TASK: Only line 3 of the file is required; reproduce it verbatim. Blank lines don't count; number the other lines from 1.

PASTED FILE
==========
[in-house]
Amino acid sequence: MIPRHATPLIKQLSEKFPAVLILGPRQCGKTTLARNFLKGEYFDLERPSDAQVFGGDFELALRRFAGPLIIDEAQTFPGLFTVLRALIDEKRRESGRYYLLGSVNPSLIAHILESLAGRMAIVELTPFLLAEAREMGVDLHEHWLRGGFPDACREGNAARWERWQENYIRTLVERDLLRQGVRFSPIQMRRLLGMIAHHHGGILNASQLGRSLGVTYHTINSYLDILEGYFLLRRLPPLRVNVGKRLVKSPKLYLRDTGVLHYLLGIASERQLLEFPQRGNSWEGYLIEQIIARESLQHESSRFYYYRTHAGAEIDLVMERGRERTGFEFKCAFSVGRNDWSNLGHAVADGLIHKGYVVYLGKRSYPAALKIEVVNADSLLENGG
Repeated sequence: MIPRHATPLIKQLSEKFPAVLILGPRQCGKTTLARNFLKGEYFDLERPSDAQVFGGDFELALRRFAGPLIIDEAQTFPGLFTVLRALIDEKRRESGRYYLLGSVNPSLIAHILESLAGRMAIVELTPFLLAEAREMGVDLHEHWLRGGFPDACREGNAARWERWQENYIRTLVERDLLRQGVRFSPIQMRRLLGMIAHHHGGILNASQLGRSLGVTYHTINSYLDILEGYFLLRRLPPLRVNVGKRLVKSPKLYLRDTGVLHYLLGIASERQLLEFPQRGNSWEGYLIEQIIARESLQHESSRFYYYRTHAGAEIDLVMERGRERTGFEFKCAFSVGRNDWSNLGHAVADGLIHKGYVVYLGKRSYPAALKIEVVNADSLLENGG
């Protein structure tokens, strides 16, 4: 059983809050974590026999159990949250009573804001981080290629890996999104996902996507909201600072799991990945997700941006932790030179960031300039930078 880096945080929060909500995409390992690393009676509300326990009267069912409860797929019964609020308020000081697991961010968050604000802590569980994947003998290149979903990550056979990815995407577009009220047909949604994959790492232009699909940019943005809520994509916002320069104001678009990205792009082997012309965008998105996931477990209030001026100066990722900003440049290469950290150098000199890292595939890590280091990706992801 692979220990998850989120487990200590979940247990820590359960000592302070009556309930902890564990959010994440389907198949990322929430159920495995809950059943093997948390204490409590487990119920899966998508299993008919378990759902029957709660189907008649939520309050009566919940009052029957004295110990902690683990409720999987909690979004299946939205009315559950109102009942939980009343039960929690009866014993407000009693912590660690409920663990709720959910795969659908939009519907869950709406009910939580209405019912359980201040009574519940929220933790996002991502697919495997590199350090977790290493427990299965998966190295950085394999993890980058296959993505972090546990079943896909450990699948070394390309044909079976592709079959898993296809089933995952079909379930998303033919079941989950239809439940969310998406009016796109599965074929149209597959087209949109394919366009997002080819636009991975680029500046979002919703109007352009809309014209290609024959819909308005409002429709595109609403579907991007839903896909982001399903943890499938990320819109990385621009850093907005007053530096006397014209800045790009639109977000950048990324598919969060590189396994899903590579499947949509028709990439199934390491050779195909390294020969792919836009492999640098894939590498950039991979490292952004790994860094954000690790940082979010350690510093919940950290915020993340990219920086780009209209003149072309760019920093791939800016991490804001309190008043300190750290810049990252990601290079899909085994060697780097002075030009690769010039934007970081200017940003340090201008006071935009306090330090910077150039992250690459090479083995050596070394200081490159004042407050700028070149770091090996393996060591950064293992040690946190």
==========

Repeated sequence: MIPRHATPLIKQLSEKFPAVLILGPRQCGKTTLARNFLKGEYFDLERPSDAQVFGGDFELALRRFAGPLIIDEAQTFPGLFTVLRALIDEKRRESGRYYLLGSVNPSLIAHILESLAGRMAIVELTPFLLAEAREMGVDLHEHWLRGGFPDACREGNAARWERWQENYIRTLVERDLLRQGVRFSPIQMRRLLGMIAHHHGGILNASQLGRSLGVTYHTINSYLDILEGYFLLRRLPPLRVNVGKRLVKSPKLYLRDTGVLHYLLGIASERQLLEFPQRGNSWEGYLIEQIIARESLQHESSRFYYYRTHAGAEIDLVMERGRERTGFEFKCAFSVGRNDWSNLGHAVADGLIHKGYVVYLGKRSYPAALKIEVVNADSLLENGG